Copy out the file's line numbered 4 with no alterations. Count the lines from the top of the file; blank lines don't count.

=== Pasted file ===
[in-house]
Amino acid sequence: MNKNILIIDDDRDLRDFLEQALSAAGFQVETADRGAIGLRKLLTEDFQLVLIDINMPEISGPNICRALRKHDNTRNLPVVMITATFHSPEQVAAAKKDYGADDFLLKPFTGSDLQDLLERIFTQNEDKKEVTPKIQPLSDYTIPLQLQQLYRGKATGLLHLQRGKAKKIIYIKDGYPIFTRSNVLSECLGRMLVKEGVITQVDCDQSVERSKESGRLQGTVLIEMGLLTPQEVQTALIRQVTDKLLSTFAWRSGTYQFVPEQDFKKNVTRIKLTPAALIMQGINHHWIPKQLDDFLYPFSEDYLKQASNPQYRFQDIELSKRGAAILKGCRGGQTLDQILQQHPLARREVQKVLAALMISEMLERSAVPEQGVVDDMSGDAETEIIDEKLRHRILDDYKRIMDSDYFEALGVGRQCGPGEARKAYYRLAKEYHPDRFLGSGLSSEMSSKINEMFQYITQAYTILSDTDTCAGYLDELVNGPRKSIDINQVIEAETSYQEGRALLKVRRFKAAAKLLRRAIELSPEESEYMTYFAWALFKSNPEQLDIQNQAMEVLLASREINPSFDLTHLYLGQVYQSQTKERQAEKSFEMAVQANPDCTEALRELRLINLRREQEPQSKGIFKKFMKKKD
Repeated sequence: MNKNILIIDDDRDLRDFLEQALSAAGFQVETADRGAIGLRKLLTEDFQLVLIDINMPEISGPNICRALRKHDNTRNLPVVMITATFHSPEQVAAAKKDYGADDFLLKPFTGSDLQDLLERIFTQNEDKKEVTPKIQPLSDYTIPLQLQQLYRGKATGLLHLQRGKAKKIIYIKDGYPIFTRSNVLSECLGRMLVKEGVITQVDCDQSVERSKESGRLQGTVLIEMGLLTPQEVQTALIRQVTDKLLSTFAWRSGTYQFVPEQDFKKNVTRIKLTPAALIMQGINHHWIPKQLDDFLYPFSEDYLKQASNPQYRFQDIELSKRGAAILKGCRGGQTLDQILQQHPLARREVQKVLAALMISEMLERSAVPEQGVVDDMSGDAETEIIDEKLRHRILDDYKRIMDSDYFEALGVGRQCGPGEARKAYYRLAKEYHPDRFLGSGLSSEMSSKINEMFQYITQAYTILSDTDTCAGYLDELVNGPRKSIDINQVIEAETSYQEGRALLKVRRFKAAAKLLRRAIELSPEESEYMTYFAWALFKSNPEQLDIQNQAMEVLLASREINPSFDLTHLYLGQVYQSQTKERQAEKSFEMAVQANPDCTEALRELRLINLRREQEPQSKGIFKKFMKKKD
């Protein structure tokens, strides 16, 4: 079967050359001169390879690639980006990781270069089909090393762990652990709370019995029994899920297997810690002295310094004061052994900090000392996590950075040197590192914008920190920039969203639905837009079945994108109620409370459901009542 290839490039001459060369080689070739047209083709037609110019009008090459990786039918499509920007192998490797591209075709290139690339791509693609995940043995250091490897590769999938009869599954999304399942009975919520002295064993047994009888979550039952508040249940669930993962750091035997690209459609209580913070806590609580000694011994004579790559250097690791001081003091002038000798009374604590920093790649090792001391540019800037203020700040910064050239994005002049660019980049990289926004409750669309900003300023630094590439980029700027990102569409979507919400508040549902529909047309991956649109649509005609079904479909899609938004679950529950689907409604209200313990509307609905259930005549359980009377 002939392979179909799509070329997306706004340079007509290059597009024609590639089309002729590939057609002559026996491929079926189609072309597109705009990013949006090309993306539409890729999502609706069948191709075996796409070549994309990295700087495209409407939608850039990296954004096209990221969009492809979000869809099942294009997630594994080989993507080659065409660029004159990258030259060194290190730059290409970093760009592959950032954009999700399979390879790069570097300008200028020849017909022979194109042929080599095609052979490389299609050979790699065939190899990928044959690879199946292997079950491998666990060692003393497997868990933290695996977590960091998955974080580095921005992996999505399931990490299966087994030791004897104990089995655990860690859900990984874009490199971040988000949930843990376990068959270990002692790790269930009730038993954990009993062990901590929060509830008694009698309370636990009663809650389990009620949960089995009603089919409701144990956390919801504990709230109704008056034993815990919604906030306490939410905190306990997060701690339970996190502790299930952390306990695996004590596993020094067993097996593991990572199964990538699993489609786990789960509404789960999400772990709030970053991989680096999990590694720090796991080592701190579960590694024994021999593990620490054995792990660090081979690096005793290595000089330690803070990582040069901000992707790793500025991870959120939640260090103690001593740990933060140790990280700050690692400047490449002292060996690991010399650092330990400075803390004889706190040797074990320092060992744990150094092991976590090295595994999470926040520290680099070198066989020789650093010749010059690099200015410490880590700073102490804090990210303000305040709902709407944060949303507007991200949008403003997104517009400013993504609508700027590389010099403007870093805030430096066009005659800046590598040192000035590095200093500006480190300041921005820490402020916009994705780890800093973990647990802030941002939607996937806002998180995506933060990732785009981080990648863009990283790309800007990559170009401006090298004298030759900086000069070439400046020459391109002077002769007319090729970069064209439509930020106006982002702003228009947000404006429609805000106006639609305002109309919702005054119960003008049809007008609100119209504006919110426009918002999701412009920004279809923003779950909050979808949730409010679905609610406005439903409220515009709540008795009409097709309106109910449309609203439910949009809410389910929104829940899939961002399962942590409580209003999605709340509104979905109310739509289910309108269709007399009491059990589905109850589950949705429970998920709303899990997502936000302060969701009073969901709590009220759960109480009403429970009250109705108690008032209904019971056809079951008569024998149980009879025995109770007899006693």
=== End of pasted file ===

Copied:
């Protein structure tokens, strides 16, 4: 079967050359001169390879690639980006990781270069089909090393762990652990709370019995029994899920297997810690002295310094004061052994900090000392996590950075040197590192914008920190920039969203639905837009079945994108109620409370459901009542 290839490039001459060369080689070739047209083709037609110019009008090459990786039918499509920007192998490797591209075709290139690339791509693609995940043995250091490897590769999938009869599954999304399942009975919520002295064993047994009888979550039952508040249940669930993962750091035997690209459609209580913070806590609580000694011994004579790559250097690791001081003091002038000798009374604590920093790649090792001391540019800037203020700040910064050239994005002049660019980049990289926004409750669309900003300023630094590439980029700027990102569409979507919400508040549902529909047309991956649109649509005609079904479909899609938004679950529950689907409604209200313990509307609905259930005549359980009377 002939392979179909799509070329997306706004340079007509290059597009024609590639089309002729590939057609002559026996491929079926189609072309597109705009990013949006090309993306539409890729999502609706069948191709075996796409070549994309990295700087495209409407939608850039990296954004096209990221969009492809979000869809099942294009997630594994080989993507080659065409660029004159990258030259060194290190730059290409970093760009592959950032954009999700399979390879790069570097300008200028020849017909022979194109042929080599095609052979490389299609050979790699065939190899990928044959690879199946292997079950491998666990060692003393497997868990933290695996977590960091998955974080580095921005992996999505399931990490299966087994030791004897104990089995655990860690859900990984874009490199971040988000949930843990376990068959270990002692790790269930009730038993954990009993062990901590929060509830008694009698309370636990009663809650389990009620949960089995009603089919409701144990956390919801504990709230109704008056034993815990919604906030306490939410905190306990997060701690339970996190502790299930952390306990695996004590596993020094067993097996593991990572199964990538699993489609786990789960509404789960999400772990709030970053991989680096999990590694720090796991080592701190579960590694024994021999593990620490054995792990660090081979690096005793290595000089330690803070990582040069901000992707790793500025991870959120939640260090103690001593740990933060140790990280700050690692400047490449002292060996690991010399650092330990400075803390004889706190040797074990320092060992744990150094092991976590090295595994999470926040520290680099070198066989020789650093010749010059690099200015410490880590700073102490804090990210303000305040709902709407944060949303507007991200949008403003997104517009400013993504609508700027590389010099403007870093805030430096066009005659800046590598040192000035590095200093500006480190300041921005820490402020916009994705780890800093973990647990802030941002939607996937806002998180995506933060990732785009981080990648863009990283790309800007990559170009401006090298004298030759900086000069070439400046020459391109002077002769007319090729970069064209439509930020106006982002702003228009947000404006429609805000106006639609305002109309919702005054119960003008049809007008609100119209504006919110426009918002999701412009920004279809923003779950909050979808949730409010679905609610406005439903409220515009709540008795009409097709309106109910449309609203439910949009809410389910929104829940899939961002399962942590409580209003999605709340509104979905109310739509289910309108269709007399009491059990589905109850589950949705429970998920709303899990997502936000302060969701009073969901709590009220759960109480009403429970009250109705108690008032209904019971056809079951008569024998149980009879025995109770007899006693």